During operation of the pump, air passing from pilot piston 7 through passage 190 to port 90 impinges on front face 180 to cause spool 1 to move to and remain in its extreme bottom position as shown in FIG. 3. An O-ring 183 disposed in valve block 2 to fit circumferentially around valve projection 182, seals and separates chamber 84 from inner exhaust passageway 157. Simultaneously, because of the position of the valve insert 70, supply air from inlet 121 flows through chamber 84 through the first aperture 34 in valve plate 3 and into pressure chamber 26 of the left housing via supply port 25. In this position, valve projection 162 is forced to seat in constricted region 166 thereby sealing off outer exhaust passageway 165 and permitting air pressure chamber 26 of the left housing chamber to fill. By this motion into its seated position, valve projection 162 breaks up any ice that may have formed in the constricted region 166 during the previous exhaust cycle of the pressure chamber of the left housing. Conversely, valve projection 182 is moved out of constricted region 156, thereby opening the pressure chamber 26 of the right housing chamber to exhaust sequentially via outer exhaust passageway 155 and inner exhaust passageway 157. As supply air fills pressure chamber 26 of the left housing chamber, a portion of this air enters outer exhaust passageway 165 via exhaust port 159, thereby warming the outer exhaust passageway 165 prior to its next exhaust cycle while also applying pressure to valve projection 162, which assists the spool to shift and helps alleviate sticking of the spool.

Thus, air pressure acting on the diaphragm 29 in the left housing chamber forces it to the left expelling fluid from the fluid chamber 31 through an outlet check valve. The shaft 30 likewise moves to the left as does the right diaphragm (not shown) which causes air to exhaust from the right pressure chamber. Pumped fluid is drawn into the right fluid chamber while fluid is pumped from the left fluid chamber 31.

As the diaphragms move to the left, movement of the actuator pin located in the right chamber is effected due to engagement of diaphragm plate located therein, thereby forcing the pilot piston to shift and removing the pilot signal to passage 190 and port 90. In the absence of the pilot signal to port 90, the supply air pressure within chamber 84 exerted on the backside of large diameter end 170 causes spool 1, and valve insert 70 with it, to move to its extreme topmost position shown in FIG. 2. Simultaneously, because of the position of the valve insert 70, supply air from inlet 121 flows through chamber 84 through the second aperture 36 in valve plate 3 and into pressure chamber 26 of the right housing chamber via supply port 27. In this position, valve projection 182 is forced to seat in constricted region 156 thereby sealing off outer exhaust passageway 155 and permitting air pressure chamber 26 of the right housing chamber to fill. By this motion into its seated position, valve projection 182 breaks up any ice that may have formed in the constricted region 156 during the previous exhaust cycle of the pressure chamber 26 of the right housing chamber. Conversely, valve projection 162 is moved out of constricted region 166, thereby opening the pressure chamber 26 of the left housing chamber to exhaust sequentially via exhaust port 159, outer exhaust passageway 165, and inner exhaust passageway 167. As supply air fills pressure chamber 26 of the right housing chamber, a portion of this air enters outer exhaust passageway 155, thereby warming the outer exhaust passageway 155 prior to its next exhaust cycle, while also applying pressure to valve projection 182, which assists the spool to shift and helps alleviate sticking of the spool.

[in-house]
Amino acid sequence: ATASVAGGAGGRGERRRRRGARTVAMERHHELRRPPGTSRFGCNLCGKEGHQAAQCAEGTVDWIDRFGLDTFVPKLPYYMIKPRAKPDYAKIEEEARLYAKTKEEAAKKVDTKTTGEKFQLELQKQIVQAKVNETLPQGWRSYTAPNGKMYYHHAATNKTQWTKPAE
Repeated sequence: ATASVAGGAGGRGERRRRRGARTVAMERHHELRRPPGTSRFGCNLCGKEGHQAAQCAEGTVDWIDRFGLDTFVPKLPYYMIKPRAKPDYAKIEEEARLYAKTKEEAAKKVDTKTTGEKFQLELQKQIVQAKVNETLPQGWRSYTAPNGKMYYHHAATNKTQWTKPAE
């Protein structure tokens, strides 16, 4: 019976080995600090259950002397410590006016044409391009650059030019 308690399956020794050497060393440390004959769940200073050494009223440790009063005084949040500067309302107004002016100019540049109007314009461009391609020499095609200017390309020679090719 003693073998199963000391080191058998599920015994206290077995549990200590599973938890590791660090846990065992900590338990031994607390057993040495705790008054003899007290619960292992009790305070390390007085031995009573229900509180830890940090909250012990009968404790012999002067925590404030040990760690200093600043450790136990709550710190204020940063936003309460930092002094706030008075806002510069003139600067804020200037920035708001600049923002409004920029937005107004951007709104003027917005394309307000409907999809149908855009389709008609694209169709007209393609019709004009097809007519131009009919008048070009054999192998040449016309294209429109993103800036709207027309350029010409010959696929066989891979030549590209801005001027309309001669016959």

Pressurized air then flowing from air inlet 121 into the pressure chamber of the right housing chamber causes the diaphragm located therein to move to the right. This in turn causes the connecting shaft 30 to move the left diaphragm 29 to the right, thereby exhausting the pressure chamber of the left housing chamber and causing the left fluid chamber to fill.

The movement of plate 33 to the right in FIG. 1 will ultimately engage that plate with the actuator pin 9, thereby causing the pilot piston 7 and, in turn, spool 1 back again effecting movement to the left of the diaphragms and shaft 30. In this manner, the reversal of operation of the pump is effected, which will continue to oscillate or cycle as long as air is supplied through the inlet 121.

There has been set forth a preferred embodiment of the invention. However, the invention may be altered or changed without departing from the spirit or scope thereof. The invention, therefore, is to be limited only by the following claims and their equivalents.

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Referenced by
Citing PatentFiling datePublication dateApplicantTitle
US7587897Apr 10, 2007Sep 15, 2009Illinois Tool Works Inc.Magnetically sequenced pneumatic motor
US7603854Apr 10, 2007Oct 20, 2009Illinois Tool Works Inc.Pneumatically self-regulating valve
US7603855Apr 10, 2007Oct 20, 2009Illinois Tool Works Inc.Valve with magnetic detents
US20060047302 *Sep 30, 2005Mar 2, 2006Ethicon Endo-Surgery, Inc.Electroactive polymer-based articulation mechanism for grasper
US20080250918 *Apr 10, 2007Oct 16, 2008Illinois Tool Works Inc.Pneumatically self-regulating valve
US20080250919 *Apr 10, 2007Oct 16, 2008Illinois Tool Works Inc.Valve with magnetic detents
US20080253906 *Apr 10, 2007Oct 16, 2008Illinois Tool Works Inc.Magnetically sequenced pneumatic motor
USD786794 *Apr 15, 2015May 16, 2017Graco Minnesota Inc.Air motor
Classifications
U.S. Classification417/393, 417/395, 417/387, 137/625.66
International ClassificationF04B17/00, F04B45/00, F04B43/073, F04B9/08
Cooperative ClassificationY10T137/8663, F04B43/0736
European ClassificationF04B43/073C
Legal Events
DateCodeEventDescription
Mar 19, 2004ASAssignment
Owner name: INGERSOLL-RAND COMPANY, NEW JERSEY
Free format text: ASSIGNMENT OF ASSIGNORS INTEREST;ASSIGNOR:ROBERTS, CHARLES OAKLEY;REEL/FRAME:015123/0710
Effective date: 20040309
Nov 7, 2011FPAYFee payment
Year of fee payment: 4
Oct 27, 2015FPAYFee payment
Year of fee payment: 8